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Re: Bob's 'Self-aggrandizing ignorant' Count: Was: What databases have taught me

From: George <george99may_at_gmail.com>
Date: 27 Jun 2006 13:01:50 -0700
Message-ID: <1151438510.584899.62330@y41g2000cwy.googlegroups.com>


Marshall wrote:
> George wrote:
> > Marshall wrote>
> > >
> > > Love Bob or hate him, "OO is a computational model and not
> > > a paradigm unless by 'paradigm' one means an example of
> > > a computational model" is an awesome sentence.
> > >
> >
> > >
> > > > That's the
> > > > worst definition of OOP I've ever seen "Large unpredictable state
> > > > machines", yeah right.
> > >
> > > Okay, so is "yeah right" supposed to be an example of a
> > > substantive refutation? Why don't you look of the definition
> > > of "state machine" and tell me what aspect of is not met
> > > by an object.
> > >
> >
> > The definition was:
> >
> > > > Bob Badour wrote:
> > > > > OO is a computational model and not a paradigm unless by 'paradigm' one
> > > > > means an example of a computational model. Idiot. Further, it is a
> > > > > computational model comprising a collection of features useful for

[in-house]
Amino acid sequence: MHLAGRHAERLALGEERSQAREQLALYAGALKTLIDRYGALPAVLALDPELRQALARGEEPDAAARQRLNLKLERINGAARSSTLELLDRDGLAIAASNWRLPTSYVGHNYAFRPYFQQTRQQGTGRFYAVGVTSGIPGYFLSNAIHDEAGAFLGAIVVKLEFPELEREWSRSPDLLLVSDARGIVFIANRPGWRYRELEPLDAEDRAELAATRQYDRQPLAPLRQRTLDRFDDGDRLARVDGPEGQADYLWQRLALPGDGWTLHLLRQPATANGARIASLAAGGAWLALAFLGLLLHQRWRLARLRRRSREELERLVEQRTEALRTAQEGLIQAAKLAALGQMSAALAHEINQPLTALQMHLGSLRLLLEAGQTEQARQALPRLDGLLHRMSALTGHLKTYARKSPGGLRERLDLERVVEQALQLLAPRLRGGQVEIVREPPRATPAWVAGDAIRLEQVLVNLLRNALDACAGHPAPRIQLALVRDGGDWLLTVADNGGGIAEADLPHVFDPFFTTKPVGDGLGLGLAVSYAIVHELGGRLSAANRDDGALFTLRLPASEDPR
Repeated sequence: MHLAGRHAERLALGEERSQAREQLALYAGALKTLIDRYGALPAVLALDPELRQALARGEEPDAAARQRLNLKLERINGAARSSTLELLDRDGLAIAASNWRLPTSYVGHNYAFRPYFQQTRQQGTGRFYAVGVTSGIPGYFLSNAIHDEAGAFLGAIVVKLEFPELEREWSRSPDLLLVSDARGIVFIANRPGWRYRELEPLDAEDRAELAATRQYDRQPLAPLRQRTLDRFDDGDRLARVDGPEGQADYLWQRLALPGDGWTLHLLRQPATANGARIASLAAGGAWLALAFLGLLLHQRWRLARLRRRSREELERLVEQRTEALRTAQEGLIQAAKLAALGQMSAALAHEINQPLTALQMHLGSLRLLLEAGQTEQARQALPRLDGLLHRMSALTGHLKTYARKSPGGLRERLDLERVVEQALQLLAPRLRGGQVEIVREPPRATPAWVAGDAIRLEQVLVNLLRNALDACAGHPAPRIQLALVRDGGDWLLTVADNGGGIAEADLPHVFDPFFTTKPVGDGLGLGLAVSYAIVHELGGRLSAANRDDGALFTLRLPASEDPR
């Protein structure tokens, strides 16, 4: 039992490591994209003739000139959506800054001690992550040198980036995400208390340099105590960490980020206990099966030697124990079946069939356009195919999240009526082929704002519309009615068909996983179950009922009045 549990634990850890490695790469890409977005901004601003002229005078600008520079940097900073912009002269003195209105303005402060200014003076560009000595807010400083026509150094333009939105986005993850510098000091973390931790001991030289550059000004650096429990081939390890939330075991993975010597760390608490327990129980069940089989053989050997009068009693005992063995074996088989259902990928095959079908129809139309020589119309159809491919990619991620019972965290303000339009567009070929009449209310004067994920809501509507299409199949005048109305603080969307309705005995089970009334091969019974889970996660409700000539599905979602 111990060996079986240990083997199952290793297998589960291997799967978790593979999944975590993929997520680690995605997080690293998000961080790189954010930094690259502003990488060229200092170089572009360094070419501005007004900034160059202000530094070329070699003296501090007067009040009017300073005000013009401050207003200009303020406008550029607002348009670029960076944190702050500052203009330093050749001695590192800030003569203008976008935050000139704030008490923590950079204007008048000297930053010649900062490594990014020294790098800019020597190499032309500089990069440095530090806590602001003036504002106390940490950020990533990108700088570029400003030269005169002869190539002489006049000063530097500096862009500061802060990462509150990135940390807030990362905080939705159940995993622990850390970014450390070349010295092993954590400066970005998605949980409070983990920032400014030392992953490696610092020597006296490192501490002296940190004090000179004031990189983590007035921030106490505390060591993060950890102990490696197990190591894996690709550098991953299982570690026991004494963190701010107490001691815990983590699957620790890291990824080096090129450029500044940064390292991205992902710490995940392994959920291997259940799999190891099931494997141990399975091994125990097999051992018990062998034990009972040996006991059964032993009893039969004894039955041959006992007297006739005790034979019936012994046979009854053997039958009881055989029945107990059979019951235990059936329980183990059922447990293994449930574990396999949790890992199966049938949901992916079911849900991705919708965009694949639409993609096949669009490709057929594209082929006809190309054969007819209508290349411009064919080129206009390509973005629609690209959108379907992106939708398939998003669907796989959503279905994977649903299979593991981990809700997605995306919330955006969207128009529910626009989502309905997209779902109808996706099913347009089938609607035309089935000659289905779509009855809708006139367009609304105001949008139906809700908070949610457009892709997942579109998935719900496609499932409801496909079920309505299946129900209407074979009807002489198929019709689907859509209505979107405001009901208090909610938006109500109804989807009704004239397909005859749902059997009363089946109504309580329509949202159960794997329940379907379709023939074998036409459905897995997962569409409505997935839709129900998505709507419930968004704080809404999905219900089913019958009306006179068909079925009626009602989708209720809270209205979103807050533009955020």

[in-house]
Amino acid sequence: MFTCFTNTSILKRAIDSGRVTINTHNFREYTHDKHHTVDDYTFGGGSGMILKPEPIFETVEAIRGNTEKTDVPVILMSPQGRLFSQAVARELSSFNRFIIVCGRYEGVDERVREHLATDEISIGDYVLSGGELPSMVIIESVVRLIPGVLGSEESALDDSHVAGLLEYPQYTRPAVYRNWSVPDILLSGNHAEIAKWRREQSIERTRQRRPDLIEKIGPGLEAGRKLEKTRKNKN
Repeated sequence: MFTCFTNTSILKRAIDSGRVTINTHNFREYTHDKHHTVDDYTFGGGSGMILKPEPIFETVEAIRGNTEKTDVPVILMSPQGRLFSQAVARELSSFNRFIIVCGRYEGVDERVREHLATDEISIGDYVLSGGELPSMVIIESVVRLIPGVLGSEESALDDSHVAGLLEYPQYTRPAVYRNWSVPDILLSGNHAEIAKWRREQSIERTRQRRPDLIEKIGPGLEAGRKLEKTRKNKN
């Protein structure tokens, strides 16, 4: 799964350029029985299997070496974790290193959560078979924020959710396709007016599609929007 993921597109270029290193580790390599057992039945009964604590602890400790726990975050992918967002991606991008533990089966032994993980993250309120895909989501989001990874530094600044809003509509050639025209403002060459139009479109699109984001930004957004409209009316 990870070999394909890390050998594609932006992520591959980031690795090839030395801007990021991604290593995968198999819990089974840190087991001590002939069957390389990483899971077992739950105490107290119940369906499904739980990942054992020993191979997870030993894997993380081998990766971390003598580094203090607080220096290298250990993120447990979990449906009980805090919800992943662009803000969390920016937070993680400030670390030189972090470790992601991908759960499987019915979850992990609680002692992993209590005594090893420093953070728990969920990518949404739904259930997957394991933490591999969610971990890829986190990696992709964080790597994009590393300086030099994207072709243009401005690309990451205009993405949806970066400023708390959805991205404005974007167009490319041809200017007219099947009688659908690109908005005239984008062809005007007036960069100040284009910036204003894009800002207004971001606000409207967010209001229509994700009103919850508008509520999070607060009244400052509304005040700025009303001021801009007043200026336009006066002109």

> > > > > constructing large unpredictable state machines from small predictable
> > > > > state machines or otherwise picked arbitrarily in the mid to late 1960's
> > > > > for what seemed expedient at the time.
> >
> > You can represent a state machine with VB version 1, [...]
>
> Etc. etc. etc., all of which does not answer my question.
>

I have answered issues you raised in previous posts, you issued a challange to find what was wrong with Bob's "awesome definition", remember you provided a recipe for how to read such cogent posts.

> Look of the definition of "state machine" and tell me what aspect of
> is not met by an object.
>

Object's may be state machines but state machines are not necessarily (OOP) objects, there are many other kinds of state machines and the terms are far from synonymous.

>
> > "Unpredictable"? Every object I've instantiated behaves in a completely
> > predictable fashion, specifically as defined by its class, there is no
> > mystery, no unpredictability.
>
> I take it you've never written a multithreaded program then?
>

Actually I have, and funny enough it was all predictable. I think they call it programming.

>
> Marshall

Marshall do you concede the definition in question is totally rediculous or do you wish to defend it further? And if you guys critique OOP shouldn't you at least first understand it (in terms of a reasonable definition)? Received on Tue Jun 27 2006 - 15:01:50 CDT

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